I assume the URLs are not very private, despite being hashed, because with knowledge of the full set of URLs and visit frequency, it’s probably possible to estimate what the hash prefixes map to. The main source of privacy is not the hashing but the fact that most URLs are only checked locally.

And you’d hope that only “unsafe” URLs would be looked up with Google/Tencent. But the implementation, at least initially, used a Bloom filter to save space. Since Bloom filters allow false positives, this means that the browser would be sending lookup requests even for some URLs whose prefixes didn’t actually match the local data set, i.e. ones that were not even suspected to be dangerous.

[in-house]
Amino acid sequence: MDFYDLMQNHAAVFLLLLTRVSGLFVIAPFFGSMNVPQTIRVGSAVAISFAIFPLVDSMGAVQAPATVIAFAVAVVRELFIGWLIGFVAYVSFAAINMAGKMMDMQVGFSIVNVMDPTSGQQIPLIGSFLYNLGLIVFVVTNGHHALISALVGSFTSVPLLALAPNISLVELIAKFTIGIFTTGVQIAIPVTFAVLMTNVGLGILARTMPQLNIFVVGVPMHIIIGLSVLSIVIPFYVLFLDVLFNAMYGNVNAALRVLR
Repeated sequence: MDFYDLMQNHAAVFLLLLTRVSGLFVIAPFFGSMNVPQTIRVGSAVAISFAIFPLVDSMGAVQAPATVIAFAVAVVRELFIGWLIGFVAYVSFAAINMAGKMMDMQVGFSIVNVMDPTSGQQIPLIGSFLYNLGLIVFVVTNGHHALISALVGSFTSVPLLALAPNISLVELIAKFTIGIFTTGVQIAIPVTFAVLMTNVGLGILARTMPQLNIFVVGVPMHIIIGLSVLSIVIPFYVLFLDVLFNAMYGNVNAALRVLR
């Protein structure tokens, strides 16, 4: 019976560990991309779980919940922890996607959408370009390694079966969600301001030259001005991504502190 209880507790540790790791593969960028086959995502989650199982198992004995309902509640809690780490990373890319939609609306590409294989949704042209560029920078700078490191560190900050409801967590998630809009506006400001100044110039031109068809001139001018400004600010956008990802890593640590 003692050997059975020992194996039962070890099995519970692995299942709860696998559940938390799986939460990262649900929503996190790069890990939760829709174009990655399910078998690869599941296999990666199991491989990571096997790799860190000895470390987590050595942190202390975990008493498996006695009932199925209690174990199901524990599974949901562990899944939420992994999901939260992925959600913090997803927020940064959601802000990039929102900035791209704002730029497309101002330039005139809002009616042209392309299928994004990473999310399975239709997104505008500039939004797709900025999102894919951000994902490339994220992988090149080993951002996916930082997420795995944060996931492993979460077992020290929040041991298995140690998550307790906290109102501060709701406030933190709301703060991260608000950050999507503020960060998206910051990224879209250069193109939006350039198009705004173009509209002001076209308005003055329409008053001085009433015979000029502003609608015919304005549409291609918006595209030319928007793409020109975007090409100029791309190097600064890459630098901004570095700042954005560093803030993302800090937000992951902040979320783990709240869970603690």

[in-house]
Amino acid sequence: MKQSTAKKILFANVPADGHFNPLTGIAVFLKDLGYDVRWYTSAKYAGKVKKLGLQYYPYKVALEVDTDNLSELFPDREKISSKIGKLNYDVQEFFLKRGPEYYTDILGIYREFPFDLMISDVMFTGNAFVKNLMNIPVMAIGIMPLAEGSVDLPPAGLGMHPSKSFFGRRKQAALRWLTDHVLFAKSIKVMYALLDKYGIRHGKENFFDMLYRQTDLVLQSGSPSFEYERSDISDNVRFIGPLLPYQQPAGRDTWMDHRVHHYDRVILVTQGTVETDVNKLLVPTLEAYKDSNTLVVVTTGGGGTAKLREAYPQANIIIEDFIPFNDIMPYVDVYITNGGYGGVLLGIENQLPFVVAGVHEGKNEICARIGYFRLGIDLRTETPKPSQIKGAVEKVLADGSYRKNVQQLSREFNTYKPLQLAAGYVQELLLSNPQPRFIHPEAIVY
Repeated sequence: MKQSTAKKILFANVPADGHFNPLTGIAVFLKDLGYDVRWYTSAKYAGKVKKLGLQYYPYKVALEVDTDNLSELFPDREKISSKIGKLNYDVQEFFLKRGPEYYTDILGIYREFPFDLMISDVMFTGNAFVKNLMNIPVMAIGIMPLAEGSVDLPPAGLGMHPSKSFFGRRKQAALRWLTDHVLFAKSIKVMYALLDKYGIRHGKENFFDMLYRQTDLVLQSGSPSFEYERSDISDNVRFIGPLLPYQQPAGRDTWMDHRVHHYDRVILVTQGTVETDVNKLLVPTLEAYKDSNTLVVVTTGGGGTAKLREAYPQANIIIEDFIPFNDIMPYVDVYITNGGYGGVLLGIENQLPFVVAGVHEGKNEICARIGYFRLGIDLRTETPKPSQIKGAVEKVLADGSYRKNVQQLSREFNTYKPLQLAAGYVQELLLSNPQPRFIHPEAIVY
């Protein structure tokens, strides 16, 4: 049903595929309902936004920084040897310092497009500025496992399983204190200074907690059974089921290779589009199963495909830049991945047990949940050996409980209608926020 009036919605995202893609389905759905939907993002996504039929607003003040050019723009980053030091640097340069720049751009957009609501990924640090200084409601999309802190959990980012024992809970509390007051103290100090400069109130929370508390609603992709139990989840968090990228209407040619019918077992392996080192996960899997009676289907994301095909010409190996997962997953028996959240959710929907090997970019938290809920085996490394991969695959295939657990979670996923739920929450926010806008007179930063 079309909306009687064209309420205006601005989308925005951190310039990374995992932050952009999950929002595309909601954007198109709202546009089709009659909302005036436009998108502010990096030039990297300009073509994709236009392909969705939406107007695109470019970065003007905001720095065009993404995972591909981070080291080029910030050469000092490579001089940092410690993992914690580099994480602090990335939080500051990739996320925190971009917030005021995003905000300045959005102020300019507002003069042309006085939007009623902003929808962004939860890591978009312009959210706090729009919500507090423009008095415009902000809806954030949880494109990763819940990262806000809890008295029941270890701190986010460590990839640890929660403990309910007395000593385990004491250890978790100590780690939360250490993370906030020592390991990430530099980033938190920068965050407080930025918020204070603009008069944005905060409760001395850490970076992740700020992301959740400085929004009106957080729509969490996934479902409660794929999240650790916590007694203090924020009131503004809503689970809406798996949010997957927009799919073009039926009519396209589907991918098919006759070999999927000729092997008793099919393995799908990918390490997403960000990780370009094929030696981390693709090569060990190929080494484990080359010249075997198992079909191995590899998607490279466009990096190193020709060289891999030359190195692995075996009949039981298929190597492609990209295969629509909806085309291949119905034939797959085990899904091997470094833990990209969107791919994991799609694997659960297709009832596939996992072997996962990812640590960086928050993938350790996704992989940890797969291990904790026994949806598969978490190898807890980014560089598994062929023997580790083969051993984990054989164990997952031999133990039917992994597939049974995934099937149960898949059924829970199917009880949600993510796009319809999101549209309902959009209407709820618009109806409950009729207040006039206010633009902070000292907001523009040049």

In a perfect world, a more privacy-centric company like Duck Duck Go or Apple would be able to maintain and use their own lists, both internationally and inside China. In the meantime, some system that anonymizes and relays requests, like Siri does or like Sign in with Apple, perhaps, could improve privacy within the current implementation.

This likely wouldn’t have much performance impact, since it would only affect URLs whose hash prefixes already matched.

John Gruber:

My assumption was that Apple was only using Tencent in mainland China, where Google services are banned. Apple’s statement today makes it clear that that is true. But Apple brought this mini-controversy upon itself, because Apple’s own description of the feature doesn’t specify when the Fraudulent Website Warning feature uses Google and when it uses Tencent.

John Gruber:

Via Dino Dai Zovi, a user on Hacker News disassembled the code for Safari’s Fraudulent Website Warning feature and verified that it only uses Tencent (instead of Google) if the region code is set to mainland China.


Update (2019-12-16): Rosyna Keller:

Oh yeah, the Safari Privacy statement was updated in iOS 13.3 to more accurately describe how fraudulent websites work.